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Manong Elmer is one of the inmates at the Negros Oriental Detention and Rehabilitation Center, Dumaguete City, Philippines.  He had been residing at the detention facility for twenty three months now, while his case is still being heard in Court. Manong Elmer designed and made the Christmas lantern called Parol that we decorated at the entrance of our office in the Hall of Justice, Dumaguete City, Philippines.

Decorating houses, offices, public buildings and parks, business establishments and even schools- with a variety of adornments to symbolize Christmas, is very Filipino.

For us Filipinos, witnessing everything that’s Christmas – the sight of the glittering decorations, the sound of carols and the scent of sweets and festivities uplifts our spirit and gives us the feeling of hope and happiness.

In one of the Saturdays this December, I had been blessed with the opportunity of celebrating the “Greccio” at the Franciscan home in Bajumpandan, Dumaguete City, together with Sister Karen, Sister Franscesca, Sister Armi, and two other associates Nancy and Sol.  

Looking at the crib and reflecting on the celebration of the greccio, I rejoiced because we had been divinely favoured with an “Emmanuel”, the Incarnate. But beyond the joyful leaping of my heart is a painful challenge that struck me with perplexity.  Is the crib- a symbol of hope, also found behind the cold bars of prison?  

I thought of the prisoners like Manong Elmer. I pictured the crib behind rusty but sturdy bars.

The Parol that Manong Elmer made was designed with a crib at the center.   I sincerely requested Manong Elmer if it is fine with him that I take his pictures.  He was more than willing to say “yes” and proudly happy to show his Parol with the “Belen” (the Nativity).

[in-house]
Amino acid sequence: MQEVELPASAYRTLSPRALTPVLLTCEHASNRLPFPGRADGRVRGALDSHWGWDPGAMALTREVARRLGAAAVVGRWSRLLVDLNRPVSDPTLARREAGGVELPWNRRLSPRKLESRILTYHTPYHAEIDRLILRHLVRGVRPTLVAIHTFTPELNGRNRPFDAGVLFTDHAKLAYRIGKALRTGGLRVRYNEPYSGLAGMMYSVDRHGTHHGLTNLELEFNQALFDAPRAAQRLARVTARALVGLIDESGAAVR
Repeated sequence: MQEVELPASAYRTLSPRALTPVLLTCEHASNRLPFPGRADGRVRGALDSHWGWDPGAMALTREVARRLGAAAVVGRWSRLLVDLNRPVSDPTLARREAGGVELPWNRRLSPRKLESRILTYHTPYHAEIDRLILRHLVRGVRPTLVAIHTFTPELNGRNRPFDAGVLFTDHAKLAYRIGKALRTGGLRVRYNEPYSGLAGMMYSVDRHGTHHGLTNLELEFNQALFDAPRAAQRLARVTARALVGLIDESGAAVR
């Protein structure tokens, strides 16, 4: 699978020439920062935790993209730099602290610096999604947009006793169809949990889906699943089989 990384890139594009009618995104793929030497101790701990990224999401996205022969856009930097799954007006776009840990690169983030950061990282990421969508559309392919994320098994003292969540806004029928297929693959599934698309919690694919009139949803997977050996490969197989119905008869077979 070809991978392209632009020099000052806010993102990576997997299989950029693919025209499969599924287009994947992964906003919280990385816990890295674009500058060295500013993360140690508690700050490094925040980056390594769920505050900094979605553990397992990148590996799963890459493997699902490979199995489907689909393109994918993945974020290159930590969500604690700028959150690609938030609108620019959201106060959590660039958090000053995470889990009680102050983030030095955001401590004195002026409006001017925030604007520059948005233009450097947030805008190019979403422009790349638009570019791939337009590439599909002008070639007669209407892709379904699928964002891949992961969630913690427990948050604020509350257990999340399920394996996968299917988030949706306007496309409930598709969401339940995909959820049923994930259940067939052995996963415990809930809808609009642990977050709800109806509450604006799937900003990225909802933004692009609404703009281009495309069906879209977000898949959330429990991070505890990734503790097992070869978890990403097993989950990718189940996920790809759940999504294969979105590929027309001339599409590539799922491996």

I asked Manong Elmer if he prays.   Quickly he answered, “Sige, ug kada- gabii”. (“Always, and every night”).

And then I added, “Nong, would you be kind enough to share to me your prayers, if it’s okay with you?”

Manong Elmer nodded with enthusiasm, and this is what he wrote and shared with me:

“Ang akong gi-ampo ug pasalamat sa Gino-o, nga hina-ut Iya kong taga-an ug ikaduhang higayon, nga Iya kong pagawson diri sa prisohan para maka-piling ko ang akong walo ka anak ug usa ka apo”.

[“ What I pray and thank God for: I hope that He will give me a second chance, that He will set me free from this prison cell, so I can be with my eight children and one grandchild”.]
I told Manong Elmer if it’s okay with him that I share his prayers with the SFP community and that his pictures and his prayers may be published.   With faith, hope and excitement gleaming from his face, he said he will be more than happy.    His charity is boundless.

His hope is in the One who makes all things possible. A hope that is not based on merits, neither on theories nor on defenses, “but on the One in whom we put our trust”.

I picture the crib behind bars. The difficulty of those imprisoned. The poverty. The transformation.
I see the Parol with the crib, hanging in our office.  Photographed is the image of the one who designed and made it.   

They all sparkled with Hope.


 Glenda J. Yee

Published: January, 18, 2016